Smokers have fewer and less sensitive taste buds on their tongues than people who do not smoke, research has shown.
Scientists in Greece used a form of electrical stimulation to test the threshold of a group of soldiers.
Study leader Pavlidis Pavlos, from Aristotle University in Thessaloniki, said: "Statistically important differences between the taste thresholds of smokers and non-smokers were detected."
The study showed that 28 smokers tested had lower taste scores than the 34 non-smokers.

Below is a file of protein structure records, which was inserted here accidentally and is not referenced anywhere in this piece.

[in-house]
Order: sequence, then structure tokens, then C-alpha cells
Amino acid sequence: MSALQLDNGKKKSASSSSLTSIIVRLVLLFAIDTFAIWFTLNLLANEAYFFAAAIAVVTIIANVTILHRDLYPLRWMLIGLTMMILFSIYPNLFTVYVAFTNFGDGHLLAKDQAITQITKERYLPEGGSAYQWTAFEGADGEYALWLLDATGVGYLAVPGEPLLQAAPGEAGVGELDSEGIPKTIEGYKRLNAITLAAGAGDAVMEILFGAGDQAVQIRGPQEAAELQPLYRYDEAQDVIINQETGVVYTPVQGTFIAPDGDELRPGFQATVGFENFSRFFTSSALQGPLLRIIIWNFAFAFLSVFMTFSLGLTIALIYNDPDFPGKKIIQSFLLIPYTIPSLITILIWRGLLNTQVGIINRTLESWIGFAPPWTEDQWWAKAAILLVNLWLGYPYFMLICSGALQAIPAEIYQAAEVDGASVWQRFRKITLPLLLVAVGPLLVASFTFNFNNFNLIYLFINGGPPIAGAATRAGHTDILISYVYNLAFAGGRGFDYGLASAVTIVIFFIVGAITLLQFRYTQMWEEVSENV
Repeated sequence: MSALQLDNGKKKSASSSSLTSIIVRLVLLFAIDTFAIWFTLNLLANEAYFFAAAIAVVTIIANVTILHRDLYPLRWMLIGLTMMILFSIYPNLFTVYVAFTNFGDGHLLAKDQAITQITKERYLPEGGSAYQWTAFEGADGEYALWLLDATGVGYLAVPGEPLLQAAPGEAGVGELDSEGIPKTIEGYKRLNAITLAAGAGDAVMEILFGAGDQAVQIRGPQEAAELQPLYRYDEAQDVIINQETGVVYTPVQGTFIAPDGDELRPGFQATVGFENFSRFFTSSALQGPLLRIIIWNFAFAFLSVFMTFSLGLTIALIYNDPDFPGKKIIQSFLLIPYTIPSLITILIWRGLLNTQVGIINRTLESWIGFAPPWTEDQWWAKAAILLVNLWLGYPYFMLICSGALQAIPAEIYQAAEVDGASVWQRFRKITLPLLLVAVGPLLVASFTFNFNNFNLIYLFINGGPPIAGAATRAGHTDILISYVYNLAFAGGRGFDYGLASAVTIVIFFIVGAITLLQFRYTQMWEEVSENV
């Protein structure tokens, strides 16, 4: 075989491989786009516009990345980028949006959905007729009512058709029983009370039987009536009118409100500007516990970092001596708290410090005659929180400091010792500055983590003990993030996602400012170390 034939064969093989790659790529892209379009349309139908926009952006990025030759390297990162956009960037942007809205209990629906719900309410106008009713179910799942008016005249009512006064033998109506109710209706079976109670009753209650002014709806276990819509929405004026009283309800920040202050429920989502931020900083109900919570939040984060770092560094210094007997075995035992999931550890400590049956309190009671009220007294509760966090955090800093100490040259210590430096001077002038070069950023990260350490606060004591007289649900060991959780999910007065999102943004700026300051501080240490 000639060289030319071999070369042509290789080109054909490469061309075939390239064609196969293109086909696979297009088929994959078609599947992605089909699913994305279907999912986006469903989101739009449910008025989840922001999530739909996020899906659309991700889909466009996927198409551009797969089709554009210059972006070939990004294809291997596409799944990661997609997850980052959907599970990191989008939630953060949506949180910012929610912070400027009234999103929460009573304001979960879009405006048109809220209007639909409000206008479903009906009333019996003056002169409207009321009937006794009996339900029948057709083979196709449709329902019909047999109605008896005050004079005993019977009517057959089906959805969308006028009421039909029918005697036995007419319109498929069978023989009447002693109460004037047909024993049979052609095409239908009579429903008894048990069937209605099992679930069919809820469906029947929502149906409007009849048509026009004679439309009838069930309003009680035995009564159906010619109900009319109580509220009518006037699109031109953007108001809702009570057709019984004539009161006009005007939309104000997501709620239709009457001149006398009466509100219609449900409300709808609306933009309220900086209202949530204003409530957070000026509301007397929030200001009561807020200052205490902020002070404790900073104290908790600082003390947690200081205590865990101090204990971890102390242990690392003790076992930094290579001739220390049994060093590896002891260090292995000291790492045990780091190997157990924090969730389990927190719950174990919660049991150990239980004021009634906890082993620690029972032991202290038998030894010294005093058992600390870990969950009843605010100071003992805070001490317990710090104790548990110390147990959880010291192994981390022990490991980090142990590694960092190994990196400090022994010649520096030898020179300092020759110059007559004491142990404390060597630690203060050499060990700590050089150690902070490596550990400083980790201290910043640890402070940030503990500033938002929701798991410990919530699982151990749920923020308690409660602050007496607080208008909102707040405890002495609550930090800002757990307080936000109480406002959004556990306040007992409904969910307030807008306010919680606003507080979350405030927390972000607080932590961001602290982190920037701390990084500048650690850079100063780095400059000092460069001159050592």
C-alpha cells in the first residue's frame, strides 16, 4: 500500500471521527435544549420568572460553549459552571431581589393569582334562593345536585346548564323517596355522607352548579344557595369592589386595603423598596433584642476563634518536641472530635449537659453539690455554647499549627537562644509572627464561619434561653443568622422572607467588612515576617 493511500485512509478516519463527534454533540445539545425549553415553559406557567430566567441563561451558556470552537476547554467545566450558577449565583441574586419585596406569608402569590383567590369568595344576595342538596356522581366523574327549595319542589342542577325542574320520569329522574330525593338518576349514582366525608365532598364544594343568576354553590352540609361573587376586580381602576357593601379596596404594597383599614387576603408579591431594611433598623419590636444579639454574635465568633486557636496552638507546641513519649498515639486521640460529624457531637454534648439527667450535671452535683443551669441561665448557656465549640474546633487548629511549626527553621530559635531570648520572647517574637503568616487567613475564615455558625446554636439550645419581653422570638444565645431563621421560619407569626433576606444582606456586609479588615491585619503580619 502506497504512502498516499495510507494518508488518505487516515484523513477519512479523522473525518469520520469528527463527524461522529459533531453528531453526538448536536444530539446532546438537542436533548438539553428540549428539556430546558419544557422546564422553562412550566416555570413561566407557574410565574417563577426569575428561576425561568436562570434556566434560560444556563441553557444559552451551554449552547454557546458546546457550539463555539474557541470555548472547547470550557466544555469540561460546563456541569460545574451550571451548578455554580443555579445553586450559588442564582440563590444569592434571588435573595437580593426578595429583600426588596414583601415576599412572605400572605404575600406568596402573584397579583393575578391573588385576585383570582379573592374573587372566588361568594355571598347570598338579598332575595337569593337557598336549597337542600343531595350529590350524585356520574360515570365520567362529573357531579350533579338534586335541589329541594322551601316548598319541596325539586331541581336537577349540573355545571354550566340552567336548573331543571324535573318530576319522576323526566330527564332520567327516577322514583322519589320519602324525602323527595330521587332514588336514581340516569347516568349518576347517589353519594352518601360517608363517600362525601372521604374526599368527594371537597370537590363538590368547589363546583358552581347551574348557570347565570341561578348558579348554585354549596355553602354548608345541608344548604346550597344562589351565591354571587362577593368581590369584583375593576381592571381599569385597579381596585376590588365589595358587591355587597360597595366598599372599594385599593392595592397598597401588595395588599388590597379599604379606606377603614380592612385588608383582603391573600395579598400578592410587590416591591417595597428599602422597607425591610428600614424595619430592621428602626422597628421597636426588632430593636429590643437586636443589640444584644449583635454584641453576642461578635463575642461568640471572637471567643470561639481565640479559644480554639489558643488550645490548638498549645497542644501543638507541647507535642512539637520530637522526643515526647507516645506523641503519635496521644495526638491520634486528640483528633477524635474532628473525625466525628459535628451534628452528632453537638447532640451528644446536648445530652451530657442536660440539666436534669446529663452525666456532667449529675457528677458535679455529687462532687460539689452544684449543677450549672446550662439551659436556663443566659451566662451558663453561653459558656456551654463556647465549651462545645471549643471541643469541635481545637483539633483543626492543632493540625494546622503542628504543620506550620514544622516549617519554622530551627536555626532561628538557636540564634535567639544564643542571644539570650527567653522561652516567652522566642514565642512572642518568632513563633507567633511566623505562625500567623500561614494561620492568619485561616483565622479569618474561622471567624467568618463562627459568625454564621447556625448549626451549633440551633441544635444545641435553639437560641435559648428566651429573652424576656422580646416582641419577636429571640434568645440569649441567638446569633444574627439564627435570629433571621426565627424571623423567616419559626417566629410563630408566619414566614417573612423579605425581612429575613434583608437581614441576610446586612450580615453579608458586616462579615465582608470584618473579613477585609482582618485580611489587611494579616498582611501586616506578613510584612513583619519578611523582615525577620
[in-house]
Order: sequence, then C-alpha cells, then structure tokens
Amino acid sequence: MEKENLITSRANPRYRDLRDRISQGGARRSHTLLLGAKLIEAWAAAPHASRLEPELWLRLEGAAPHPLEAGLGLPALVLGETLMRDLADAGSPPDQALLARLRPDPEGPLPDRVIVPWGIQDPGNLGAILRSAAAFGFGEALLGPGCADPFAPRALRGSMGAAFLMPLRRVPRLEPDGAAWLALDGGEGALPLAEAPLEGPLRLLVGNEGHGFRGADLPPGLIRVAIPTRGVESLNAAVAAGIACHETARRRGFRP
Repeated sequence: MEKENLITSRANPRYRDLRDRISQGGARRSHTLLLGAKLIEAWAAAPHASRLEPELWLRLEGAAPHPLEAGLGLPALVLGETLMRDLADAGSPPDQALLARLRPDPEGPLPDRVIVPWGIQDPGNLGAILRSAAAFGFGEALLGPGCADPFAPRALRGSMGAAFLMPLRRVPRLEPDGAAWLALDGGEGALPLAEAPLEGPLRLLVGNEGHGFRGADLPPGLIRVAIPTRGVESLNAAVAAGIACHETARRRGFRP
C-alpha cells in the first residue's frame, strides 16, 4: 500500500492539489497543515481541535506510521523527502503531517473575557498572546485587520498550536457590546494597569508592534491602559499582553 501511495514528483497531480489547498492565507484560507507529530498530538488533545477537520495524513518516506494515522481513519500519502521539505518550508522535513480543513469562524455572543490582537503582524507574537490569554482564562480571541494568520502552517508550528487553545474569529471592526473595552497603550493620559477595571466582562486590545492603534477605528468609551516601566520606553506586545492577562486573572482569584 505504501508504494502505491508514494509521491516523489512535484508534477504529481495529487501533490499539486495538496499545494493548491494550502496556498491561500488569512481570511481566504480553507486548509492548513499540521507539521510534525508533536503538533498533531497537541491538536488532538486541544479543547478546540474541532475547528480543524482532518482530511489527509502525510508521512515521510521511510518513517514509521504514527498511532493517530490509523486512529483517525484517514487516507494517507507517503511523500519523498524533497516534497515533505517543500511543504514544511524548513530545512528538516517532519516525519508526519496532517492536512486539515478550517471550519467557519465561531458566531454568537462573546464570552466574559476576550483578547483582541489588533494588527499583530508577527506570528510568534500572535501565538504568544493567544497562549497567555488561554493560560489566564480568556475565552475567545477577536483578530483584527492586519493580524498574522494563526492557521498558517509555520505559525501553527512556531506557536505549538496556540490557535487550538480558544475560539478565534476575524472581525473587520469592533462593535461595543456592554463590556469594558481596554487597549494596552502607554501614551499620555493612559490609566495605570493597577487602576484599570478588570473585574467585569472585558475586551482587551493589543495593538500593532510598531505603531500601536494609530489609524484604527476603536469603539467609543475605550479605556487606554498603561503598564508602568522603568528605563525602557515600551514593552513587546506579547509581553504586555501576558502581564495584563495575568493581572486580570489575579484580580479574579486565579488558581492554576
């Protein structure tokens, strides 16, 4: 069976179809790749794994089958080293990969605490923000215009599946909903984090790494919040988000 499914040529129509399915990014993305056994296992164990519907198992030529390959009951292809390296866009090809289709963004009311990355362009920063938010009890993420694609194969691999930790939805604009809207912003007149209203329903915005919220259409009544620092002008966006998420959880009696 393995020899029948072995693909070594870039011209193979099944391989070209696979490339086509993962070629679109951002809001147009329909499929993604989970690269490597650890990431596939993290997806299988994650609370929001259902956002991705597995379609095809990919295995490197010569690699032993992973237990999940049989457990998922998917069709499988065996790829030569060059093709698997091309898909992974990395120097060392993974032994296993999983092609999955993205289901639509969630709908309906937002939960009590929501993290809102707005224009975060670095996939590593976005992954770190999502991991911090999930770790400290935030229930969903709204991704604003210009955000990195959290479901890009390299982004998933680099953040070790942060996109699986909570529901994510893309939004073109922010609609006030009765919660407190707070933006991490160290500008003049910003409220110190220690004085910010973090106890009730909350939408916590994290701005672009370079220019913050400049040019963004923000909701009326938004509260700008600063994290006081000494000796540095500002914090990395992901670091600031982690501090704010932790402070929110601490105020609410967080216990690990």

Differences were also seen in the shape of the fungiform papillae taste buds and the extent to which they were connected to blood vessels. The researchers found that they were flatter in smokers than those of non-smokers, with a reduced blood supply.
"Nicotine may cause functional and morphological alterations of papillae, at least in young adults," said Mr Pavlos.
The findings are reported in the online journal BMC Ear, Nose and Throat Disorders.